"We're not opposed to (by) the rules of court (but) this was filed legally. The public has the right to know," Klassen said. "What's the next step? How far will this go?"
U of S law Prof. Russ Buglass said Dovell's decision to seal public documents was "highly unusual."
Buglass said it's also unusual that The StarPhoenix was not given a chance to make an argument in favour of freedom of expression. Buglass and civil litigation lawyer Andrew Mason said public documents are sealed only when the judge mistakenly allows them to be public in the first place.
"It may have been an oversight. It says to me there was probably a mistake," Mason said.
It's unclear whether any of the specifics of this case will ever become public. Buglass noted that "much more than half" of all lawsuits are settled before trial, and the files are usually sealed as part of the agreement.
Dueck's lawyer, David Gerrand, said it would be inappropriate to comment while the matter is before the courts.
In an interview Friday before the order was issued, Don McKillop, who represents the prosecutors and other defendants, cautioned against publishing the material which is now sealed.
He said the "snippets" of information in the documents would give an incomplete picture of the case.
"There is the potential to keep an old wound open or open wounds and not particularly do anybody any good," he said.
inJusticebusters has learned The StarPhoenix was already 40 or 50,000 copies into its press run when it received its order to stay far away from the sealed material. It stopped the presses but went ahead with the feature story, Klassens await their day in court. inJusticebusters has seen the contentious paragraphs which it would also be in the interest of the public to see. After receiving legal clarification, The StarPhoenix published the above story today (five days later).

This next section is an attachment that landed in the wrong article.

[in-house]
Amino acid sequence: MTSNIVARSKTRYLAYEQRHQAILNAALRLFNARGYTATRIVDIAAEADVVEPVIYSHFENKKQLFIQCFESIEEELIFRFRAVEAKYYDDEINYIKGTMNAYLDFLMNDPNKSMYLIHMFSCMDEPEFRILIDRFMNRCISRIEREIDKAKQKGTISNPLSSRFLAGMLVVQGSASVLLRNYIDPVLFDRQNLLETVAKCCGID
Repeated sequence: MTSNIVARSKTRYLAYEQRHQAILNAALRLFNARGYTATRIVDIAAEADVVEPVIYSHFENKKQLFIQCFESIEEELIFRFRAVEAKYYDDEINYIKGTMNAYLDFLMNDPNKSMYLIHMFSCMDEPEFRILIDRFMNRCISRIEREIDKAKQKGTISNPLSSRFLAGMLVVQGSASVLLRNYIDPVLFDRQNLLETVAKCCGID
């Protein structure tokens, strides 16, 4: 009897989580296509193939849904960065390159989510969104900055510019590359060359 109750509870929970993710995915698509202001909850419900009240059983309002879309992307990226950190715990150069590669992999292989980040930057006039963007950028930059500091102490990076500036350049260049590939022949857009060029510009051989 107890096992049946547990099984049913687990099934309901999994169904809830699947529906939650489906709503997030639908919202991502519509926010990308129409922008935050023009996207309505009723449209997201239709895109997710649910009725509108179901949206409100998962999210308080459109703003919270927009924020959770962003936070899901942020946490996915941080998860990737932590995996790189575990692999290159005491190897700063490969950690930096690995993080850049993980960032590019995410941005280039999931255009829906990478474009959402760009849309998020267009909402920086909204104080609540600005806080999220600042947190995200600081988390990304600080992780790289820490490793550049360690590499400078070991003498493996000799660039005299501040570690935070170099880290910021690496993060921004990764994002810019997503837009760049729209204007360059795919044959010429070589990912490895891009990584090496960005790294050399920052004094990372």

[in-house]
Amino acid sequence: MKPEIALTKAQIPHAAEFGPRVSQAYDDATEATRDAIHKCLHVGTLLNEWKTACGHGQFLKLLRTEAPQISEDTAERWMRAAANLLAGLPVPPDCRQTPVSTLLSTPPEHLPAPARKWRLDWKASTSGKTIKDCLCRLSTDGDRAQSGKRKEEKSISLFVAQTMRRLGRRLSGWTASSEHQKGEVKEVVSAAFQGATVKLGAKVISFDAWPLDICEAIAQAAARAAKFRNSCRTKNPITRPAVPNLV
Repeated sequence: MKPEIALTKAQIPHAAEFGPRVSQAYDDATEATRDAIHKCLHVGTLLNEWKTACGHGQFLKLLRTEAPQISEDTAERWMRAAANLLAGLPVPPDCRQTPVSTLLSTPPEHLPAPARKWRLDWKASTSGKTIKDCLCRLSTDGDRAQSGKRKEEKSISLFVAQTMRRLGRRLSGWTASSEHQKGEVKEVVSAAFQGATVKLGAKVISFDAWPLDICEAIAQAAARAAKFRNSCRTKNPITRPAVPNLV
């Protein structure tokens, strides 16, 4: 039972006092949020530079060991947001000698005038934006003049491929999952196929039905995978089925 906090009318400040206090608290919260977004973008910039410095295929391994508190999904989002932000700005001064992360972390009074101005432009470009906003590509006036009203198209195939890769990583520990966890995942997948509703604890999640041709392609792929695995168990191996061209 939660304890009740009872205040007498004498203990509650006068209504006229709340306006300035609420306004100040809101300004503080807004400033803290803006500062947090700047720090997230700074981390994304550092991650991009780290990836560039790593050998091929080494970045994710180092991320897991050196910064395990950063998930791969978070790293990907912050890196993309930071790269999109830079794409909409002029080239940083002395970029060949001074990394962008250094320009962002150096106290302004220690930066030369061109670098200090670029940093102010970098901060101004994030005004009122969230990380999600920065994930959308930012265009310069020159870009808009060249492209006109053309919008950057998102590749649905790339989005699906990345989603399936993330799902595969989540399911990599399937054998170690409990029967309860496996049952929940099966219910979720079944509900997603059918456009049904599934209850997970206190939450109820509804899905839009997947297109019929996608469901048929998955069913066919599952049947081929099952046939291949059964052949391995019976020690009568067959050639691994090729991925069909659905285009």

The chill which government lawyers have put around discussion of this case is probably what has driven El Nina away. We are pleased that Jason Warick is insisting on getting the story out to the public. We hope the StarPhoenix lawyers will err on the side of the public interest to know the facts of this case rather than be chilled by government and police lawyers who keep threateneing to sue.
Almost three years ago, City Solicitor Theresa Dust defended gag orders by saying it would be misleading for the story to come out in bits and pieces or, as Don McKillop says today, "snippets." This is bogus. If the media was allowed to tell the story, it could use forthright language, name its sources and we would get a more relaxed attitude toward what has become a legal farce.
The truth is that they are embarrassed the public is finally learning that they knowingly allowed children to be brutally and repeatedly sexually assaulted in Saskatoon and Warman. That they are continuing to insinuate that any of the adults involved in Q.B. 271 (1993) are guilty compounds their criminality.
We repeat, not even the court has the authority to seal evidence of crimes.
Richard Klassen wept and hugged supporters in court Wednesday afternoon after he thwarted a third attempt by government and others to stop his multi-million-dollar lawsuit against them.
Klassen, acting as his own lawyer, is suing police, prosecutors, and other officials, claiming they maliciously prosecuted him in a ritual child sexual abuse case in the early 1990s.
The case, dubbed "Scandal of the Century" at the time, revolved around false abuse allegations from three children against Klassen and about a dozen other adults.
The children have all publicly admitted to lying. Klassen and most of the others have sued, but the case has moved slowly.
On Wednesday, Justice Department lawyer Don McKillop and private lawyer David Gerrand applied on behalf of their clients to have Klassen removed from the lawsuit. They argued Klassen violated rules requiring him to keep secret the documents that the defendants have turned over during the course of the lawsuit.